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White Wings Vol II. Founding Of The Provinces And Old-Time Shipping. Passenger Ships From 1840 To 1885

The Oriental

The Oriental.

The Oriental, 506 tons, Captain William Watson, the third of the barques chartered by the company, sailed from Plymouth on June 22, 1841, and arrived at New Plymouth on November 7, after having first called in at Port Nicholson. There were only 90 emigrants aboard, and only one cabin passenger—Mr. Charles Armitage Brown, the friend of Keats, the poet. Sixteen other cabin passengers had left the ship at Port Nicholson, as they did not like the reports they heard about Taranaki. The Oriental had a fine weather passage from the Old Land. As she had so few passengers and little cargo beyond the belongings of the passengers, she got quick discharge, but nevertheless she very nearly met the same fate as the Regina.

Apparently there was some trouble with the crew, and in weighing anchor the orders of the captain were not properly carried out. The barque was perilously near the shore, at one time being about half a page 53 cable's length off, but fortunately the anchors held when promptly dropped. Captain Liardet then went aboard and skilfully worked the vessel out of her difficult position. As it was she struck the bottom two or three times, but no serious damage was done. Naturally such incidents as these did not enhance the reputation of the roadstead, and Wellington merchants for a time absolutely refused to send vessels up. We read that towards the end of 1841, when some persons were trying to charter a vessel, "out of twenty lying at Port Nicholson none of the captains could be induced to accept a charter at any price."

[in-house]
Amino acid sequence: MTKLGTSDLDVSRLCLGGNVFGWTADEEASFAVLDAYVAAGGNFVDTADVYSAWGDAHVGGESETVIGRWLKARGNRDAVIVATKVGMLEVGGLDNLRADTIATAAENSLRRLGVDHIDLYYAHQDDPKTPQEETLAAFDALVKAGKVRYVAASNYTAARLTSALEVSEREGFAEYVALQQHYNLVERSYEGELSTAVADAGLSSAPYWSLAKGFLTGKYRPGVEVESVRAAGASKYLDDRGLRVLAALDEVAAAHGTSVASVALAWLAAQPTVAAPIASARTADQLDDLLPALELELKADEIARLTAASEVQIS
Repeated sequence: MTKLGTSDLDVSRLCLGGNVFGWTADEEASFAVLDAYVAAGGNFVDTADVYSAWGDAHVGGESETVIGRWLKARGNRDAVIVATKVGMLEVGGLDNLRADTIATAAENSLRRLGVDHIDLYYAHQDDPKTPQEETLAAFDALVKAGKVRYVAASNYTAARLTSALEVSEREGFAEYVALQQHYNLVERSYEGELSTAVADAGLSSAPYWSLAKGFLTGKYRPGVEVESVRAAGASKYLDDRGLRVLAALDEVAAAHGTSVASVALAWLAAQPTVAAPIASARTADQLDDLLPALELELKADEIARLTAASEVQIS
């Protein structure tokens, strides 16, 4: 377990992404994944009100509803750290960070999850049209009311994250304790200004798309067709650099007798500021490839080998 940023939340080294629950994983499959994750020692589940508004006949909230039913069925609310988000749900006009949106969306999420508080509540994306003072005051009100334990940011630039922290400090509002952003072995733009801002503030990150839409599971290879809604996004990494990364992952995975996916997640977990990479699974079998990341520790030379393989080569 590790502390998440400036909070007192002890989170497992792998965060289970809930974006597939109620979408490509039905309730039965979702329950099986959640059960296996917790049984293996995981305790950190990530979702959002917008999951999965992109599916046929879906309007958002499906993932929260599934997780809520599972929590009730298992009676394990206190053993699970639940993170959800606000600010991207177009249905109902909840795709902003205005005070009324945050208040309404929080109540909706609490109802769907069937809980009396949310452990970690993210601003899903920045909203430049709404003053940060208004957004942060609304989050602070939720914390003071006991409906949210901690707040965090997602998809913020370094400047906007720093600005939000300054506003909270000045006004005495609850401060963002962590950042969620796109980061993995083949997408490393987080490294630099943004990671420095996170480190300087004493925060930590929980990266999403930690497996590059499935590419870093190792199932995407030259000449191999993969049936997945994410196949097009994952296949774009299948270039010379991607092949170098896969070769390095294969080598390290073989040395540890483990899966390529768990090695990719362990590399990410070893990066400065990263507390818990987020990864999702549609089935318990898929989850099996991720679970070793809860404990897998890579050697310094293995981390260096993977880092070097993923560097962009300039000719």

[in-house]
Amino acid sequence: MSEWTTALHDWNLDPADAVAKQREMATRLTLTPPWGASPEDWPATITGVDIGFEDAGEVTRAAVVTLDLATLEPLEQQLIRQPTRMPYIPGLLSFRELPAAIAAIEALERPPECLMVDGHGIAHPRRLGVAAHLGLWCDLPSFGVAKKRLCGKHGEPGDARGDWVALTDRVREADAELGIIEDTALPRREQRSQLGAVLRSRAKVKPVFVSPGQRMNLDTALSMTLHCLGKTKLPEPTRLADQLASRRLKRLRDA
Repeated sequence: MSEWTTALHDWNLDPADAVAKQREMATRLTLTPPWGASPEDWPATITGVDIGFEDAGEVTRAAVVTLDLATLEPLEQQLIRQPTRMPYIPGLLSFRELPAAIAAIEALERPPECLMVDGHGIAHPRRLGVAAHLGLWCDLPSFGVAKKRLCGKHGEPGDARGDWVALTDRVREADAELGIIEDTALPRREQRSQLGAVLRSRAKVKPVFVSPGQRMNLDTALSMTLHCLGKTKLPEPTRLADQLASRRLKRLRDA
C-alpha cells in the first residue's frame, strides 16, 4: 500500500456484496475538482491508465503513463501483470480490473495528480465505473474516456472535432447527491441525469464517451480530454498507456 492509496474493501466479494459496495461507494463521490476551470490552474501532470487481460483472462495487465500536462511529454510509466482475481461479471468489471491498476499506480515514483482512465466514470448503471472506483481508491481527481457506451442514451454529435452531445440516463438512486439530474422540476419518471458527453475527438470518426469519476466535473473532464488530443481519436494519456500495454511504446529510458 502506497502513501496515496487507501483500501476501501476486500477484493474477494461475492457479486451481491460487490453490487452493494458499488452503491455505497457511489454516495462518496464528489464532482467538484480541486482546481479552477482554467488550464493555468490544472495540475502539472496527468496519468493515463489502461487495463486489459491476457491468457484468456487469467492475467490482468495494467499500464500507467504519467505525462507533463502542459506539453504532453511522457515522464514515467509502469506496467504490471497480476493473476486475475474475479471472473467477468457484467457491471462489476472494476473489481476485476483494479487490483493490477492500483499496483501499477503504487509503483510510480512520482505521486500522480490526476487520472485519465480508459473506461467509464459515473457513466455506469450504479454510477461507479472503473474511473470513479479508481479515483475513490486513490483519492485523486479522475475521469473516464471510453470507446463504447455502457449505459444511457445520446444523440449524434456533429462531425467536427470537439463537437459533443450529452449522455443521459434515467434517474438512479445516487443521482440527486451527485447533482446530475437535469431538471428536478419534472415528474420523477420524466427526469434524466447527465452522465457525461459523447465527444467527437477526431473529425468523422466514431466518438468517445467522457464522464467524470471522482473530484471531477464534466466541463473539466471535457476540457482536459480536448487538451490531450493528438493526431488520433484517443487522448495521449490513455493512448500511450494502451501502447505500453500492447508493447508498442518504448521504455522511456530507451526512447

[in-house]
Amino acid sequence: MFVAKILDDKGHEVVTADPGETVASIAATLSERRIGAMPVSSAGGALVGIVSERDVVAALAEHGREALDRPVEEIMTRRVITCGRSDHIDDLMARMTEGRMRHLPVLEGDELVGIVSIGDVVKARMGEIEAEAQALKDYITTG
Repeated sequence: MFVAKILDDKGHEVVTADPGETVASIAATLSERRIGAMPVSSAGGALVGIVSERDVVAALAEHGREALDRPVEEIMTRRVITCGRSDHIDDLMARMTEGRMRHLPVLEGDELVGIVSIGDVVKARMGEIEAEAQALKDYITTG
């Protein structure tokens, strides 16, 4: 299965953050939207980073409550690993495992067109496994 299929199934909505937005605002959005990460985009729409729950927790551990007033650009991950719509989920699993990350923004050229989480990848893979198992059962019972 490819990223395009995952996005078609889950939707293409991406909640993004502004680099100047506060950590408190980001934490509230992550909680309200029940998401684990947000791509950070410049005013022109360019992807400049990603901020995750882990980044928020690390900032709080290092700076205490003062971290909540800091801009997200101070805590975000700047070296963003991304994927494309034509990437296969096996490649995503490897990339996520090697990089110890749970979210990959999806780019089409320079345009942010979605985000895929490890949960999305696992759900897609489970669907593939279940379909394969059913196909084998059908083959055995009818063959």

The month of November, 1841, was a particularly unlucky one for the infant settlement of New Plymouth. The Regina was wrecked, the Oriental had a narrow escape, and a little later a dreadful accident happened to Captain Liardet and Mr. John Watson. Intending to purchase one of the four-pounder iron guns off the Regina, Captain Liardet was busily engaged clearing the touch-hole, which had been spiked, when the powder exploded, both Liardet and Watson getting the charge in their faces. Liardet lost his right eye, and the following March he left for England to get the best medical attention. He luckily retained the sight of the left eye, and was appointed to a responsible position at the Greenwich Hospital.